Trying to talk to 2,000 people.

Sisters in Crime breakfast when Leslie Budewitz passes the Seal of Office to Diane Vallere for a new presidential term.

Bouchercon, The World Mystery Convention, was last week in New Orleans and 1,967 mystery and crime writers, fans, publishers, agents, fans…did I say fans?...spent five days talking, meeting, listening, drinking with each other.

Mystery conventions are a lot of fun. Where else can you meet a range of authors—your favorites, prepublished, struggling newbies, stars—in an up-close-and-personal way?

Bouchercon is the biggest convention and can be overwhelming. But if you’re a first-time convention attendee, there are many others you can cut your teeth on before you tackle 2,000 people.

One of the ones I like best—about half the people and closer to home—is Left Coast Crime.  In 2017 it’s in Honolulu and 2018 in Reno.

And if you’re a cozy mystery fan, there’s the venerable Malice Domestic in Bethesda, MD. They cut off registration at about 500, so it smaller, more intimate but packed with authors such as Margaret Maron, Hank Phillipi Ryan and Rhys Bowen.

If you’ve always wanted to visit Boston, there’s the New England Crime Bake. Florida? Try Sleuthfest and Killer Nashville. Some of these are self-developed and some are Mystery Writers of America sponsored. Places, costs and authors change, but each offers writers and fans unequaled opportunities to spend time with like-minded people.

Before I threw in the towel and became a full-time writer, I put together (and attended) probably 20 conventions and conferences across the country in the arts, criminal justice, housing and health delivery.  Held onto my program book or panel list and trudged from room to room. I once walked out of a lunch in Monterey where 250 arts administrators were collectively trying to write a telegram to the National Endowment for the Arts.

But mystery conventions? Hearing top-notch writers tell stories of starting out with 50, 100 or more rejections. Driving around with a trunk full of books. Going to signings where the audience consisted of your partner and two people who came in to get out of the rain.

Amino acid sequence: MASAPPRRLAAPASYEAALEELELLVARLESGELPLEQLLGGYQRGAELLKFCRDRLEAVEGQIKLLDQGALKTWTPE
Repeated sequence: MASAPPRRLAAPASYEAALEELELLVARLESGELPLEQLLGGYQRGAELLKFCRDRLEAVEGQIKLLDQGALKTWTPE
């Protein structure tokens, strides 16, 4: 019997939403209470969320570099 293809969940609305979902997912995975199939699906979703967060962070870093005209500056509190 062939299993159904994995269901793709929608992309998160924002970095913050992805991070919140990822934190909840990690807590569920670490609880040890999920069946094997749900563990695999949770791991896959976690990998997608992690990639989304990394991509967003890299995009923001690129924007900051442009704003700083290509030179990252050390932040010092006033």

I recommend going to at least one mystery convention. They’re gatherings of folks who love writing, reading, mysteries, whether hard-boiled noir, serial killers or cozy poisonings by the neighborhood baker.

And Bouchercon? Well, it’s coming to you (almost!). It will be in Sacramento in 2020. Guests of honor are Scott Turow, Walter Mosley, Anne Perry and Cara Black, with Catriona McPherson as toastmistress. And I’m pretty sure Lee Child, Michael Connelly, Sara Paretsky, Harlan Coben and new rising authors we don’t know yet will be there.

Catch a conference. Your feet will ache, you’ll lose sleep, you may even have sensory overload. But it will be exciting, fulfilling, stimulating and just plain fun!

.The guests of honor rode Mardi Gras floats into the opening ceremonies. A second line formed to walk to the theater where the Anthony Awards were held.


Despite 88 degrees, 90% humidity and rain, several hundred attendees followed the Preservation Hall Band, twirling umbrellas and waving bandannas, down closed streets at 5:30 p.m. on Friday night. Band members, stilt walkers and krewe members welcomed people to the Orpheum Theater. 

Diane Vallere accepts the Seal of Office from Leslie Budewitz during the Sisters of Crime annual breakfast and meeting.



--Michele Drier

 Editor's Note: Bouchercon can be overwhelming, but it's the place to see the super stars of the mystery world. And Michele really caught the flavor of what it's like.




Thursday, September 22, 2016

PROMOTION COMMOTION by Cora Ramos


What can an author do for promotion? With so much commotion of advice vying for my attention, I felt burned out and decided to go back to the basics—the old methods—put ads in the newspaper, present talks at local venues, find speaker opportunities at conferences and make announcements where we can. I began exploring options for authors in local venues. And an idea began forming.

In the spring, I talked to some romance writer friends who were having their first romance novels coming out in 2016 and asked them to join me for a panel talk at a local bookstore, the Book Barn in Clovis. I wanted to share the publicity to help ourselves and our writer organizations (all of us being members of Yosemite Romance Writers and two of us being members of San Joaquin Sisters in Crime). If I had known all the work it would take, I might not have started, but I found that when you set your mind to a goal, help comes along the way to make it possible.


Opportunities opened up, and I flowed with the ideas and inspiration as they came. It started with an ad I saw on Facebook. The local Central Valley Internet Talk Radio was asking for local artists and writers who might want to be interviewed about Art Hop, an event that happens once a month for people in the community to come out and visit local artists where they work and display (I only just learned they were adding authors to the mix and I would be the first author interviewed at CVTR).